Located in the southeastern Pacific Ocean, Easter Island or Rapa Nui is famous for its 887 extant monumental statues, called moai, created by the early Rapa Nui people. Not surprisingly, the well-publicized moai have overshadowed the island’s other tourist attractions. But Easter Island also offers some great diving and surfing as well as two volcanic craters and several sandy beaches. In 1995, UNESCO named Easter Island a World Heritage Site, with much of the island protected within Rapa Nui National Park.
Santiago de Chile
Set on a wide plain near the foot of the Andes, Santiago boasts one of the most dazzling backdrops of any capital city on earth. The city itself is a rapidly expanding metropolis of around seven million people, and though long in the shadow of Buenos Aires and Rio de Janeiro has its own proud identity. Santiago is a cultural, economic and educational hub, and the best place to get a handle on the country’s identity. Dipping into the city’s vibrant cultural scene, checking out its museums, and dining at its varied restaurants will really help you make the most of your time in this kaleidoscopic country.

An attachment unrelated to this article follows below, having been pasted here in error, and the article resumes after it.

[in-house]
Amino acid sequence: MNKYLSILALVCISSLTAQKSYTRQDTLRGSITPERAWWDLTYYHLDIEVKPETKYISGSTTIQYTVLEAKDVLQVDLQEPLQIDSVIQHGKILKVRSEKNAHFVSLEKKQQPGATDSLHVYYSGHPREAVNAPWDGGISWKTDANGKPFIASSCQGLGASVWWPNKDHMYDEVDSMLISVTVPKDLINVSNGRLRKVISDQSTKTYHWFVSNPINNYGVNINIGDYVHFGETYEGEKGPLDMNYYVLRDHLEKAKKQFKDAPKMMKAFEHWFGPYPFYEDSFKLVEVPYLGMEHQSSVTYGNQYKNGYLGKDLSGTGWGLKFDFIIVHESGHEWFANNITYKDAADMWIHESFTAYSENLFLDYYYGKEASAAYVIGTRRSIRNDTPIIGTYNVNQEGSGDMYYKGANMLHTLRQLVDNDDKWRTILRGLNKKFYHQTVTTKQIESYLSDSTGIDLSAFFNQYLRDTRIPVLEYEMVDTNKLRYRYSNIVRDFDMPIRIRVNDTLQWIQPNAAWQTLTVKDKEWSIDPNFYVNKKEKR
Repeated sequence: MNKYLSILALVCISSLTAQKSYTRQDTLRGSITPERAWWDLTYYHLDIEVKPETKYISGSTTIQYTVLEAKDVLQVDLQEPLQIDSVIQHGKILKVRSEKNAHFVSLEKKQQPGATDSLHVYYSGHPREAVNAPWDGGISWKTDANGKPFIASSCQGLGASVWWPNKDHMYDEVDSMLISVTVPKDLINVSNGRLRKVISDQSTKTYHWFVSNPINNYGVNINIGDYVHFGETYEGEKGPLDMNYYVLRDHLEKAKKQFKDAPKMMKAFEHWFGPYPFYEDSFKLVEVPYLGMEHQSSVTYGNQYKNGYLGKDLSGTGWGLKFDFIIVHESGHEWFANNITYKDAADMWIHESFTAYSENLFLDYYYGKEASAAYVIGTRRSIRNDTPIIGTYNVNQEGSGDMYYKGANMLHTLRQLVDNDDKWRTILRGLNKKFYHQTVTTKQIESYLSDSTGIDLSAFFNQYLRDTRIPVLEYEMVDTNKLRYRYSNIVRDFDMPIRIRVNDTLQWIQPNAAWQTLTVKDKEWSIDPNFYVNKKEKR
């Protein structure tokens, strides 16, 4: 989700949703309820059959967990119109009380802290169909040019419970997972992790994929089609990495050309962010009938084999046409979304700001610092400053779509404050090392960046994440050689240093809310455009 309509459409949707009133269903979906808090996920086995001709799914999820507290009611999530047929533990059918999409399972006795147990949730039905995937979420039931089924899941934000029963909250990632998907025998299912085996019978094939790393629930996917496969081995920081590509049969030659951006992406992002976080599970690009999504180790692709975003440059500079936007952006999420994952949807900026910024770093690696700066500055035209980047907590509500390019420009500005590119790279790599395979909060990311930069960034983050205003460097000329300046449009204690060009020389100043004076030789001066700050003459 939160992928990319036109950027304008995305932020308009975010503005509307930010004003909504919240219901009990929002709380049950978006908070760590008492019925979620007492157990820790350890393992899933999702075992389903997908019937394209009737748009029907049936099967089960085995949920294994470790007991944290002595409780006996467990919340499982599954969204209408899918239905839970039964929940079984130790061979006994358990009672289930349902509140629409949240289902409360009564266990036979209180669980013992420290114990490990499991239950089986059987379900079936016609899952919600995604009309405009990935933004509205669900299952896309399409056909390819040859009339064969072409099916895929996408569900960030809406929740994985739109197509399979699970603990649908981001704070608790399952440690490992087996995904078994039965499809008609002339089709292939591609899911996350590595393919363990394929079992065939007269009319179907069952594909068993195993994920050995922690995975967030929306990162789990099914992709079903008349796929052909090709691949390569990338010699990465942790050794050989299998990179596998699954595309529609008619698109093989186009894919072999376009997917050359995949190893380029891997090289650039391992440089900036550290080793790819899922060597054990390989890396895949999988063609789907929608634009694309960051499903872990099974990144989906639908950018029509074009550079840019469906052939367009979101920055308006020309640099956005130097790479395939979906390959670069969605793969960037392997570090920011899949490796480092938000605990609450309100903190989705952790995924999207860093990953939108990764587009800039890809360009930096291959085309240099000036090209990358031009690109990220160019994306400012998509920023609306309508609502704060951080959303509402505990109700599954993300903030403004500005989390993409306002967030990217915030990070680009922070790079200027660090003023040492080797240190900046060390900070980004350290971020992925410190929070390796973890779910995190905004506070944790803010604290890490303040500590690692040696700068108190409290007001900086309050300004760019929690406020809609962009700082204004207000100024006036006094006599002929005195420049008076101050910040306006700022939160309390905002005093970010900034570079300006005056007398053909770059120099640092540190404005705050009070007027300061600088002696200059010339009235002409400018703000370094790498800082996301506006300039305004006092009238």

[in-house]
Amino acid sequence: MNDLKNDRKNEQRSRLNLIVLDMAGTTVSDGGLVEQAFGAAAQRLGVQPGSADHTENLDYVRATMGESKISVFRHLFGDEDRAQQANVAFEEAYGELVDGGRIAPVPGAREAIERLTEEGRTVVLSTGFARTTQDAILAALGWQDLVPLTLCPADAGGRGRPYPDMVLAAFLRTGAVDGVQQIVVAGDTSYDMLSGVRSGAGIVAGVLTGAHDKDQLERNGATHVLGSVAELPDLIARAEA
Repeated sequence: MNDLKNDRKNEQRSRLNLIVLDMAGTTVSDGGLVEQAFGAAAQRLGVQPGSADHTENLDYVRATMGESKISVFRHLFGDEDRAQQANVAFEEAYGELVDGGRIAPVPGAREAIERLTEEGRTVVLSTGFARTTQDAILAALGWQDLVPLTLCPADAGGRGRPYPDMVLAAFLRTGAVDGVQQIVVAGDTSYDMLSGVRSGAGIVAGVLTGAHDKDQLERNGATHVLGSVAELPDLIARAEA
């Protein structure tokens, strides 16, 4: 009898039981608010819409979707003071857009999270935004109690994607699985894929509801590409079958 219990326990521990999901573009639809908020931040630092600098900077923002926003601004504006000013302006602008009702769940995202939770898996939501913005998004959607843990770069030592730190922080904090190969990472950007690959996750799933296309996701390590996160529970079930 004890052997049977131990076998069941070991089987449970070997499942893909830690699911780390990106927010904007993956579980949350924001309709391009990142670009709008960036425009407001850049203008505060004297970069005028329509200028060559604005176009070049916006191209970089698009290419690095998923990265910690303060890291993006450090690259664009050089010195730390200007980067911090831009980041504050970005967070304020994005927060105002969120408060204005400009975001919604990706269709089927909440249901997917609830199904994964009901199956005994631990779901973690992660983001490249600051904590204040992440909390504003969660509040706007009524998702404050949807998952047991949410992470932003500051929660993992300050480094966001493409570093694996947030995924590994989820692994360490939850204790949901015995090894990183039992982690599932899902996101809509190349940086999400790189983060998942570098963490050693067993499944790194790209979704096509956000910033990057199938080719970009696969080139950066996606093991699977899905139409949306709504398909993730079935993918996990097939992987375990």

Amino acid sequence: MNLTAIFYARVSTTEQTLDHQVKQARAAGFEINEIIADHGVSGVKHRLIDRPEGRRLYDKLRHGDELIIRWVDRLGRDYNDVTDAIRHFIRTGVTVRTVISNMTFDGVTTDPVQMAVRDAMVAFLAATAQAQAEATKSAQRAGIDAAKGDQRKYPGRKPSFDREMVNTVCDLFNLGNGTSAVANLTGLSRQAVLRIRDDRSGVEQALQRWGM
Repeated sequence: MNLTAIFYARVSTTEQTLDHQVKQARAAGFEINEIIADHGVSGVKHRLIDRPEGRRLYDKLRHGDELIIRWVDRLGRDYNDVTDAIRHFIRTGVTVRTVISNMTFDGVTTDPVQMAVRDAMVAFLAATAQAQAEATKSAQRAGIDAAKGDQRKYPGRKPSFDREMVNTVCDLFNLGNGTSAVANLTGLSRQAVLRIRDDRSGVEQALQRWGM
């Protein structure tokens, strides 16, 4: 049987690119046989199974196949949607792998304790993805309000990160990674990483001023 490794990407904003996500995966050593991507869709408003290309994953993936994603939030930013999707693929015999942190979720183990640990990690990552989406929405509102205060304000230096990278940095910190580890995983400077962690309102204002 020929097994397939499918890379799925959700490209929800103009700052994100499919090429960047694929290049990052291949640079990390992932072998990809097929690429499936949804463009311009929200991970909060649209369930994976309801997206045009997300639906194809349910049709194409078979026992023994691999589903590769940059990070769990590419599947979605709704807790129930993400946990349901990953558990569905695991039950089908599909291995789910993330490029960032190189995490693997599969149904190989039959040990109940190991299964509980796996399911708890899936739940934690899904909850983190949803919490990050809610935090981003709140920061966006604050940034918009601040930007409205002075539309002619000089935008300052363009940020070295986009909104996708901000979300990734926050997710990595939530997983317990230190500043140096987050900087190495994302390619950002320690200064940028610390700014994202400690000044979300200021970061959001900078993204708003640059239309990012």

The Central Valley
This is Chile’s most productive and internationally known wine region. It is a long, narrow plain hemmed in by the Andes to the east and the coastal range to the west, with lateral river valleys running between the two. This is the most fertile land in Chile, and the immense orchards, vineyards and pastures that cover the valley floor form a dazzling patchwork of greenery.
Patagonia and Tierra del Fuego
Separated by the Magellan Strait, both territories hold a fascination for many travelers. The main attraction: Parque Nacional Torres del Paine, the undisputed queen of Chile’s national parks lies at the southern tip of the Andes mountain chain. It can only be visited comfortably in the southern hemisphere summer (Dec–Mar), but it offers exhilarating walks amid scenery of unparalleled beauty. As locals say “Nothing really prepares you for your first sight of the park”
The Lake District
It is a region of lush farmland, dense forest, snowcapped volcanoes and deep, clear lakes, hidden for the most part in the mountains.
The Atacama Dessert
The driest desert in the world, it contains areas where no rainfall has been recorded – ever. Formidable and desolate as it is, the region contains a wealth of superb attractions, and, for many visitors, constitutes the highlight of a trip to Chile. The Pacific seaboard is lined by vast tracts of stunning coastal scenery, while inland the desert pampa itself impresses not only with its otherworldly geography, but also with fascinating testimonies left by man, like ghost towns and geoglyphs left by indigenous peoples on the hillsides and ravines of the desert.